Dave from Victim of the Time again here... it seems I shower more at the weekend, for I'm supplying your Sunday night edition of April Showers too. We go from apparently unacceptable ass to... well, you'll see. I must atone for my sins after all.
When Nat posted on Changeling in this series, he gave you five types of "horror showers". We all know Paul Verhoeven's a bit of a nutjob, and in Black Book he can't just settle for one harrowing shower experience. He gives you three at once.
Ellis de Vries (the marvellous Carice van Houten), having spied from within on the Nazis, is now in a prison camp for collaborators, and, as you might expect, they aren't being treated nicely. Ever-resilient Ellis refuses to take off her clothes like the other obeying prisoners- which lands her in trouble with the drunken, angry officers. And beneath the drum full of excrement we've just seen the prisoners adding their bucket-loads to. Crouching on the floor after an aggressive beating, she thinks it's okay to rise... but the foreboding music says otherwise.
So beaten down by the sheer force of what just came from above, a bit like the blood-sodden Carrie, Ellis' face is covered by matted hair. Verhoeven, keen to emphasize the moment, even inserts a bird's eye view of the solitary, chalk-outline-esque posture of Ellis on the floor of the warehouse.
But the guards aren't done with her yet. The busty females on the balcony above gleefully pour their remaining spirits down on her head, barely rinsing the sludge off her.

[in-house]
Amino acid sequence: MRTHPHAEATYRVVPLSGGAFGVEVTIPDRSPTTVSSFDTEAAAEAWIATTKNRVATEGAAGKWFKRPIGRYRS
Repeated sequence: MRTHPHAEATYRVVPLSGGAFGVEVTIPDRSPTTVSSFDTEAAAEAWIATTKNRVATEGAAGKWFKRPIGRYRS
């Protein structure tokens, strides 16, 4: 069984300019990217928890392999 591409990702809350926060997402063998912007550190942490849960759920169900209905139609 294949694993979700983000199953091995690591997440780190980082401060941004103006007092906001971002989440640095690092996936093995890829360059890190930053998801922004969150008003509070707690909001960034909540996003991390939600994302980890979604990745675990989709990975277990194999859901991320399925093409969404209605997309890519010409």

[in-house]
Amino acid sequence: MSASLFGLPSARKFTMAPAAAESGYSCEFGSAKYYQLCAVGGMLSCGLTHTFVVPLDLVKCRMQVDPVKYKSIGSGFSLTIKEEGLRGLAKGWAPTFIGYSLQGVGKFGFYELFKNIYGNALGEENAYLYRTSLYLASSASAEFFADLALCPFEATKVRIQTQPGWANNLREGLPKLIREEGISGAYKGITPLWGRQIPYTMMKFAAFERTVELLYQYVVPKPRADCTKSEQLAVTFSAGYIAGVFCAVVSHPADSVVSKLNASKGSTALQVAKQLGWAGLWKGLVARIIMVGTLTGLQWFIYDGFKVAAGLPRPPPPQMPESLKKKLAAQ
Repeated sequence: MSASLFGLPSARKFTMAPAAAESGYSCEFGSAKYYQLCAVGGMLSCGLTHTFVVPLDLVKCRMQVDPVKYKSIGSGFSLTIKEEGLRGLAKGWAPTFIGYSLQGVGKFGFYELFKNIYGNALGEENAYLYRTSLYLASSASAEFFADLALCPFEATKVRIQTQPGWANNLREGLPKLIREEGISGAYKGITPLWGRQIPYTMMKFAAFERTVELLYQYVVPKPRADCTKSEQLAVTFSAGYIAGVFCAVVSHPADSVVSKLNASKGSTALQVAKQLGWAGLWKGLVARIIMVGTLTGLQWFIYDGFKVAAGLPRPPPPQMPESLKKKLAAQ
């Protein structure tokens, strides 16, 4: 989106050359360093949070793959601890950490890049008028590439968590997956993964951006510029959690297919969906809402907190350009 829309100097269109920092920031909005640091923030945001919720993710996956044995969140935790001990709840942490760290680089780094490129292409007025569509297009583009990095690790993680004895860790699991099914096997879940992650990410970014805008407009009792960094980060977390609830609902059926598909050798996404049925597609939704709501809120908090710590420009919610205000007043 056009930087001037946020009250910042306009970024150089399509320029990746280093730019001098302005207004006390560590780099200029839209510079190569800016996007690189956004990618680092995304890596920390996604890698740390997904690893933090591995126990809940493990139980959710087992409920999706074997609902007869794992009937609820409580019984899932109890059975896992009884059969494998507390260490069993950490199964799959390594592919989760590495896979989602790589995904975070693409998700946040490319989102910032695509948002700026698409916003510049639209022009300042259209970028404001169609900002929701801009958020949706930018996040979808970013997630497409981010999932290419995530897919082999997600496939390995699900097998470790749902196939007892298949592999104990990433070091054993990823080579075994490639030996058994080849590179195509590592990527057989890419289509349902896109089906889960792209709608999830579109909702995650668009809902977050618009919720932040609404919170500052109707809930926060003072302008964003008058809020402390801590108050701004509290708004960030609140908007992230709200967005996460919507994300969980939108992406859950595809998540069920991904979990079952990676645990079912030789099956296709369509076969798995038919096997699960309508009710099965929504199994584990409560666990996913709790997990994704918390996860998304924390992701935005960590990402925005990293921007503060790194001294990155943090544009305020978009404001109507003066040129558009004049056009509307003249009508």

Yet Ellis' punishment still isn't over with. Here's the familiar hose-down moment, complete with a close-up of the hose itself, and the humiliated Ellis shies from the blast of water even as it wipes the caked brown sludge off her. Her fellow former-spy Akkermans (Thom Hoffman) is here to rescue her, but, as Ellis looks up with as much pride as she can muster, you and she both know it's not quite over yet.
Black Book looks, from the outside, like another big WWII epic (except Dutch), but it strikes me as more Hitchcockian, in its strong, beautiful, deceptive heroine and twisting moralities. I've not explored Verhoeven's oeuvre beyond this and Showgirls- lament the heroine there, too, for fame's a bitch- but this scene, at the very least, is like Tippi Hedren being pecked half-to-death, or Janet Leigh getting chopped, or Marion Lorne getting strangled: she's had sex, she must be punished. Living in the 21st century as we now do, we don't need Ellis to suffer quite so much, and there's as much sympathy here as there is accusation- but this is still one of Black Book's key scenes, clearly a moment Verhoeven wants you to remember, and he probably had as much fun filming it as van Houten had annoyance at cleaning all the stuff off afterwards.